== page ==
Sri Lankan presidential nominee Rajapaksa faces legal hurdle


Rajapaksa is widely seen as the election frontrunner because of his popularity among majority Sinhala Buddhists over his role in ending a 26-year civil war in 2009, ushering in a decade of relative peace until Easter Day bombings that killed 250 people (REUTERS/Dinuka Liyanawatte/File Photo).
Rajapaksa is widely seen as the election frontrunner because of his popularity among majority Sinhala Buddhists over his role in ending a 26-year civil war in 2009, ushering in a decade of relative peace until Easter Day bombings that killed 250 people (REUTERS/Dinuka Liyanawatte/File Photo).

A COURT in Sri Lanka set up a three-judge panel on Monday (30) to hear a petition challenging the citizenship of presidential nominee Gotabaya Rajapaksa, which could disqualify the hardline former defence chief from the November 16 vote if it succeeds.

Rajapaksa is widely seen as the election frontrunner because of his popularity among majority Sinhala Buddhists over his role in ending a 26-year civil war in 2009, ushering in a decade of relative peace until Easter Day bombings that killed 250 people.

“A person who is not a citizen of Sri Lanka is not qualified to be elected to the office of the president,” two rights activists said in the petition filed last week.

They argue that Rajapaksa did not properly obtain dual Sri Lankan citizenship in 2005, when he was a US citizen.

“The purported dual citizenship certificate is null and void,” they added.

Rajapaksa, 70, renounced Sri Lankan citizenship in 2003 to obtain US nationality, but returned to Sri Lanka two years later, applying for dual citizenship after his brother Mahinda Rajapaksa won the presidency.

Sri Lanka does not allow dual citizens or non-citizens to contest national elections.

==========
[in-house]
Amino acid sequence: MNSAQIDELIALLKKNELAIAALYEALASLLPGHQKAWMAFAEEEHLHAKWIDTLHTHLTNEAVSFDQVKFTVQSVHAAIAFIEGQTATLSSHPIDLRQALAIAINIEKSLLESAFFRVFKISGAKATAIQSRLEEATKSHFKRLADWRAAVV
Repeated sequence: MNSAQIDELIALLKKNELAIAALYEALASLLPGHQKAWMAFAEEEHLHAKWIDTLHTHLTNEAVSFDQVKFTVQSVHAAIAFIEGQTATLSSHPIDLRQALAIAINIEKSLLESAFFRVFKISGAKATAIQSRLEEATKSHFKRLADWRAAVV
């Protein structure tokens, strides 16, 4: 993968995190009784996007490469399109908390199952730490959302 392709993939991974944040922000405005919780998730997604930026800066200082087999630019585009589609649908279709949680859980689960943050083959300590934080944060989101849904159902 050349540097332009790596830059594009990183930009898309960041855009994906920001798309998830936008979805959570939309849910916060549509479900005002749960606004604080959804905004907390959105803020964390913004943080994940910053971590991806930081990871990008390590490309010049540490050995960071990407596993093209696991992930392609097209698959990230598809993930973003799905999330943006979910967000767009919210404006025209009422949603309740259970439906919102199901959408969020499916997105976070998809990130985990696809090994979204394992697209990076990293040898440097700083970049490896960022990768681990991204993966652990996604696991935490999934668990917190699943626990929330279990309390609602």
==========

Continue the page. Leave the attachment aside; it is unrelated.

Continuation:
A spokesman for Rajapaksa, Keheliya Rambukwella, denied the contention.

“Not only are the allegations completely false, this is to create uncertainty and create panic among the general public about Gotabaya Rajapaksa’s candidature,” he told Reuters.

Named by the main opposition Sri Lanka Podujana Peramuna (SLPP) party as its presidential candidate last month, Rajapaksa also faces uncertainty over a legal battle regarding misappropriation of funds.

Still, Rajapaksa’s popularity has grown in recent months, especially after it emerged that the government had failed to act on repeated intelligence warnings from India ahead of the blasts, which were claimed by militant group Islamic State.

Most Buddhist leaders, and some victims of the terror attacks, have since expressed their desire for the Rajapaksa family to return to power.

The activists who filed the petition, Gamini Viyangoda, an official of a citizens’ group and Chandraguptha Thenuwara, an artist and lecturer, have campaigned for democracy, good governance and rule of law.

In the 2015 presidential election, they backed the winner, Maithripala Sirisena, against Mahinda Rajapaksa.

(Reuters)